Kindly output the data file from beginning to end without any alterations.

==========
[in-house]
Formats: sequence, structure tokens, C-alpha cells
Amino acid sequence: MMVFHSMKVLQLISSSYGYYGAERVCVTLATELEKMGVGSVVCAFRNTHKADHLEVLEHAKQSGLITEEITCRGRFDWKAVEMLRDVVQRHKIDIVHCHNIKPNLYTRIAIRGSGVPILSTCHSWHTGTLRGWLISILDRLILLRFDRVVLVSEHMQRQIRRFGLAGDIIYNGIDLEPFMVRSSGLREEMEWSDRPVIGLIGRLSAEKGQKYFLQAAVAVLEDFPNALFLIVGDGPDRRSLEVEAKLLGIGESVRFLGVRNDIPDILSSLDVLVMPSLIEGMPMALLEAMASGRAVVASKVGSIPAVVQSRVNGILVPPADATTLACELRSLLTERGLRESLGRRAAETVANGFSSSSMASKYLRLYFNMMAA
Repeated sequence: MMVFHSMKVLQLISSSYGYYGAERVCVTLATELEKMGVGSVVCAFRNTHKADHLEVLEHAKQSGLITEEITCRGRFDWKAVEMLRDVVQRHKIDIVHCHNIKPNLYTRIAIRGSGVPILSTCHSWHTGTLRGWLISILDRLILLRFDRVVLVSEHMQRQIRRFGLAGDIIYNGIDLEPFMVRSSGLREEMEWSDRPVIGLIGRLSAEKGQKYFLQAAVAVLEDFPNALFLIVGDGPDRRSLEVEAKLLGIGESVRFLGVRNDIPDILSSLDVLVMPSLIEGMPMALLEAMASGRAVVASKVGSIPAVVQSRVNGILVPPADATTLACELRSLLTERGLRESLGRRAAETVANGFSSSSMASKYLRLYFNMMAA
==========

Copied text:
[in-house]
Formats: sequence, structure tokens, C-alpha cells
Amino acid sequence: MMVFHSMKVLQLISSSYGYYGAERVCVTLATELEKMGVGSVVCAFRNTHKADHLEVLEHAKQSGLITEEITCRGRFDWKAVEMLRDVVQRHKIDIVHCHNIKPNLYTRIAIRGSGVPILSTCHSWHTGTLRGWLISILDRLILLRFDRVVLVSEHMQRQIRRFGLAGDIIYNGIDLEPFMVRSSGLREEMEWSDRPVIGLIGRLSAEKGQKYFLQAAVAVLEDFPNALFLIVGDGPDRRSLEVEAKLLGIGESVRFLGVRNDIPDILSSLDVLVMPSLIEGMPMALLEAMASGRAVVASKVGSIPAVVQSRVNGILVPPADATTLACELRSLLTERGLRESLGRRAAETVANGFSSSSMASKYLRLYFNMMAA
Repeated sequence: MMVFHSMKVLQLISSSYGYYGAERVCVTLATELEKMGVGSVVCAFRNTHKADHLEVLEHAKQSGLITEEITCRGRFDWKAVEMLRDVVQRHKIDIVHCHNIKPNLYTRIAIRGSGVPILSTCHSWHTGTLRGWLISILDRLILLRFDRVVLVSEHMQRQIRRFGLAGDIIYNGIDLEPFMVRSSGLREEMEWSDRPVIGLIGRLSAEKGQKYFLQAAVAVLEDFPNALFLIVGDGPDRRSLEVEAKLLGIGESVRFLGVRNDIPDILSSLDVLVMPSLIEGMPMALLEAMASGRAVVASKVGSIPAVVQSRVNGILVPPADATTLACELRSLLTERGLRESLGRRAAETVANGFSSSSMASKYLRLYFNMMAA